After repeated key generation, and what Facebook says was an awful lot of luck, the social networking giant is now able to offer its web services from the https://facebookcorewwwi.onion address to users on the anonymous Tor network.
In a blog post announcing the Facebook hidden service, Facebook software engineer Alec Muffett, said that the service would allow Tor users to communicate directly with Facebook's datacentres.
"Facebook's onion address provides a way to access Facebook through Tor without losing the cryptographic protections provided by the Tor cloud," Muffet said.
One aspect of the service's design that Facebook regards as unique is the implementation of SSL over Tor.
"We decided to use SSL atop this service due in part to architectural considerations — for example, we use the Tor daemon as a reverse proxy into a load balancer and Facebook traffic requires the protection of SSL over that link," Muffett said. "As a result, we have provided an SSL certificate which cites our onion address; this mechanism removes the Tor Browser's “SSL Certificate Warning” for that onion address and increases confidence that this service really is run by Facebook."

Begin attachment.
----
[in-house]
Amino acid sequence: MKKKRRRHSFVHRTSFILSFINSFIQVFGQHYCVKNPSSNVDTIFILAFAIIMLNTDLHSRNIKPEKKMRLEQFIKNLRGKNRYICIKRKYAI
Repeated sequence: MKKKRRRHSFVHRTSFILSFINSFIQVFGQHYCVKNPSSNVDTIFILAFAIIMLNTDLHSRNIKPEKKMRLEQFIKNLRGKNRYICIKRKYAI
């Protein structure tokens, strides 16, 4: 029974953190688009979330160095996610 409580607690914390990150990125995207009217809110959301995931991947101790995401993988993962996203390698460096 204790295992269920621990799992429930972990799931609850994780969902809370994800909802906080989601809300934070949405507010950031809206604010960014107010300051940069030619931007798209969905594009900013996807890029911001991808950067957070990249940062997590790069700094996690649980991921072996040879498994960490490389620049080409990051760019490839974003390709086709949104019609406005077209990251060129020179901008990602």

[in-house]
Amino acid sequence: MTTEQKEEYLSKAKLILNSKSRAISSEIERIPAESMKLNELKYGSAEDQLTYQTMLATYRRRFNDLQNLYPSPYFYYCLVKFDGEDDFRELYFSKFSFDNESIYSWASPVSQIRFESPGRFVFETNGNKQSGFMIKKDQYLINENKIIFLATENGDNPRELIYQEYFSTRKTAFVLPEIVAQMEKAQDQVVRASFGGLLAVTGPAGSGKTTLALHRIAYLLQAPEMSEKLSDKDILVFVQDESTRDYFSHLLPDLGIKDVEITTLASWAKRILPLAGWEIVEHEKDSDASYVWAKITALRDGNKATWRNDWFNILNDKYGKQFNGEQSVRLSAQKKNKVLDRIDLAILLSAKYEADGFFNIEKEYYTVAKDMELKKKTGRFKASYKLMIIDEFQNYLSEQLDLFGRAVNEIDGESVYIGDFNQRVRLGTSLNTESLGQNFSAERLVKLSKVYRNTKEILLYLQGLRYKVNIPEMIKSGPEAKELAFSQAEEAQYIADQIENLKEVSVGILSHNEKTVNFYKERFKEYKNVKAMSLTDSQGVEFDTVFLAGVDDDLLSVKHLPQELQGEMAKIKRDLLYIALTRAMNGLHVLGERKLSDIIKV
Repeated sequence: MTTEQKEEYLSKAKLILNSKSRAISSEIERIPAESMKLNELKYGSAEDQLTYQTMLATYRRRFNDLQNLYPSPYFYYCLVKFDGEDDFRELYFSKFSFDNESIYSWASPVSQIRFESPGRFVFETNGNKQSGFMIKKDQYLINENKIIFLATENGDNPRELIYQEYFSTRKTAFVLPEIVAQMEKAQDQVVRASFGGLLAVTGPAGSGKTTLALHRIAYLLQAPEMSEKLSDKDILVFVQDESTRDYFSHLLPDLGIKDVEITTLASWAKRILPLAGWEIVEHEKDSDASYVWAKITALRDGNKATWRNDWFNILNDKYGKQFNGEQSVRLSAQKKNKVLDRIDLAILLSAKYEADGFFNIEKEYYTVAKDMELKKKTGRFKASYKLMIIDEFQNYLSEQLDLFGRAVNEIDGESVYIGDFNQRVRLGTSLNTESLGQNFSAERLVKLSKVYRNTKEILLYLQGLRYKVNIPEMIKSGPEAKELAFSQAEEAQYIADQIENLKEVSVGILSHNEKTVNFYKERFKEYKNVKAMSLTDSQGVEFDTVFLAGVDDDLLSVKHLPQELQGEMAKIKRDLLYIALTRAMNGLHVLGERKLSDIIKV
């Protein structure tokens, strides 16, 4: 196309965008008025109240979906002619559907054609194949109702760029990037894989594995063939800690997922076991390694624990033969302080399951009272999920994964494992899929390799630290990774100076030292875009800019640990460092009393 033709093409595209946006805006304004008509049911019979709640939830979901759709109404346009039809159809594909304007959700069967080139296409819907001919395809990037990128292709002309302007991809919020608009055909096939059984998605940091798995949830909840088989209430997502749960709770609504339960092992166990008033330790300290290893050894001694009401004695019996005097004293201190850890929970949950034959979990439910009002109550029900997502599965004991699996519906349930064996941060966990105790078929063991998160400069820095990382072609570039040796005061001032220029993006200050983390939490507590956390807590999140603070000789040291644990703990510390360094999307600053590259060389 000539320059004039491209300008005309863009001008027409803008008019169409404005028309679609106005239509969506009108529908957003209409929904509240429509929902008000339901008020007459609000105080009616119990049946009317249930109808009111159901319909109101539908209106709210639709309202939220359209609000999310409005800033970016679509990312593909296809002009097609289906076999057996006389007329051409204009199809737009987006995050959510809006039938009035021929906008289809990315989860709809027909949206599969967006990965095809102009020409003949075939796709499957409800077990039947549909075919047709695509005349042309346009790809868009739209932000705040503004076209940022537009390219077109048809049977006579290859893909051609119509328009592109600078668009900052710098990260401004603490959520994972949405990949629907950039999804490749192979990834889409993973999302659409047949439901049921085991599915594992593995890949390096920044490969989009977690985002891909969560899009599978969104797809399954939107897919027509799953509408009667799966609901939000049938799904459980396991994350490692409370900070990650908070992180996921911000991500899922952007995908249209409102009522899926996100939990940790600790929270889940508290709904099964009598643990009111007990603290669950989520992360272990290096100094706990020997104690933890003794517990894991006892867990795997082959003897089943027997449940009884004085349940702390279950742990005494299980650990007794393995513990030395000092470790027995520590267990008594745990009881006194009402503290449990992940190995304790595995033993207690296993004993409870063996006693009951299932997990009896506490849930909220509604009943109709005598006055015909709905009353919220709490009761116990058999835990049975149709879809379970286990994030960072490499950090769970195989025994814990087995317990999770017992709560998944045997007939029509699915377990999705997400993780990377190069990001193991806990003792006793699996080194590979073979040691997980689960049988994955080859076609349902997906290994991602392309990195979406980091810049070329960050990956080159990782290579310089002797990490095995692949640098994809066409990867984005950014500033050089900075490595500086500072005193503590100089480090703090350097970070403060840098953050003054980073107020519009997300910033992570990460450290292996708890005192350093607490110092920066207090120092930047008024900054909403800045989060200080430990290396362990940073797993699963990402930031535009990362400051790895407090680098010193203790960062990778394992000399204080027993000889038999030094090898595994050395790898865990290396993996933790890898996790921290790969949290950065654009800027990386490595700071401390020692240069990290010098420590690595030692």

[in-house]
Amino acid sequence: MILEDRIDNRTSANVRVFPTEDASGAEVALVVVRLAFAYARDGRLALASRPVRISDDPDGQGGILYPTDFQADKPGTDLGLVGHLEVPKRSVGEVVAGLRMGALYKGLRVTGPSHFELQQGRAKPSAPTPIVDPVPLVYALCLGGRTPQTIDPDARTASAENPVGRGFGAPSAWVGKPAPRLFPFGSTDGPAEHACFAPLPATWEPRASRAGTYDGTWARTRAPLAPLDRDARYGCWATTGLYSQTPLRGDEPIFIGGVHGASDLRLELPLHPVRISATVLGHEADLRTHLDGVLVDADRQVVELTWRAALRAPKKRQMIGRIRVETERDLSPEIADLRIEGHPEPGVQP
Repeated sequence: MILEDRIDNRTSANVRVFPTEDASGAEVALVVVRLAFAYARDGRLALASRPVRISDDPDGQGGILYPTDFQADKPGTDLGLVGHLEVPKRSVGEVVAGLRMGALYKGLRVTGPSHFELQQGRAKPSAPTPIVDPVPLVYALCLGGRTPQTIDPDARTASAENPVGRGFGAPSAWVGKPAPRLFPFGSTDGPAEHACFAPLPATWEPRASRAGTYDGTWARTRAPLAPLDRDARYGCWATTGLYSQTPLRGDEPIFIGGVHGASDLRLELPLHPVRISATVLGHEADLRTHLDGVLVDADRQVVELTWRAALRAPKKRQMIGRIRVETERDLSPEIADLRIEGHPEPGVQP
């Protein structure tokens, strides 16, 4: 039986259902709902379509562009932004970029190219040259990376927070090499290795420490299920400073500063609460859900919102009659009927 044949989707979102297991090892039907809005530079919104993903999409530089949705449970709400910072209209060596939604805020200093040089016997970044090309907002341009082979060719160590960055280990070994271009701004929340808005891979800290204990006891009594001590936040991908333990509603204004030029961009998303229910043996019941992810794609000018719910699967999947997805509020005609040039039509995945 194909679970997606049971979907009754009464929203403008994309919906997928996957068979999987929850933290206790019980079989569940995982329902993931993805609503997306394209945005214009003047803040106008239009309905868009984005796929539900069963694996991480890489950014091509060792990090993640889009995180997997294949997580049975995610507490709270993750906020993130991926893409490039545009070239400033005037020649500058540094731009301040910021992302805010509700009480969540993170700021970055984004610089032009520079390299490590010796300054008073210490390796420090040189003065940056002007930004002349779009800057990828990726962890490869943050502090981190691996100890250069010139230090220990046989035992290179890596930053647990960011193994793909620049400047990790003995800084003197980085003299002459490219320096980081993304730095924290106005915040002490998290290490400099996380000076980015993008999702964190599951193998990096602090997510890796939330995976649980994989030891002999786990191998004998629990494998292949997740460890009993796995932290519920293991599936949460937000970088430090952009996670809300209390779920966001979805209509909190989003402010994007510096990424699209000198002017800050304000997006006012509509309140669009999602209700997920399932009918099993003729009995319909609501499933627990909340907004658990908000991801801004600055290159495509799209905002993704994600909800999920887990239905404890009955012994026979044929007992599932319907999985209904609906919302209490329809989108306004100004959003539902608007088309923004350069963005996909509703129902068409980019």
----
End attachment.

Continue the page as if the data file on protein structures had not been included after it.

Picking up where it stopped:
Due to the way that the urls for hidden services on Tor are configured, using the 16-character hash generated when a public key is created as the URL, has led to concerns that Facebook was able to bruteforce its way into selecting the public key it desired.
Tor project leader, Roger Dingledine, said the social network would not be able to force themselves to generate that chosen address, had they wanted to.
"I talked to them about this," Dingledine wrote. "The short answer is that they did the vanity name thing for the first half of it ("facebook"), which is only 40 bits so it's possible to generate keys over and over until you get some keys whose first 40 bits of the hash match the string you want."
"Then they had some keys whose name started with "facebook", and they looked at the second half of each of them to decide which one they thought would be most memorable for the second half of the name as well. This one looked best to them — meaning they could come up with a story about why that's a reasonable name for Facebook to use — so they went with it."
Muffet confirmed the method suggested by Dingledine, and said that Facebook had been "tremendous lucky".
Although primarily used for reasons of security and anonymity, Tor itself has encountered some security issues in recent times.
Earlier this year, the anonymous network warned its users that an attacker had been attempting to deanonymise traffic for as long as six months.
This week it was revealed that a malicious exit node, a bridge between the Tor network and the wider internet, was found to be wrapping Windows executables within another executable designed to drop malware.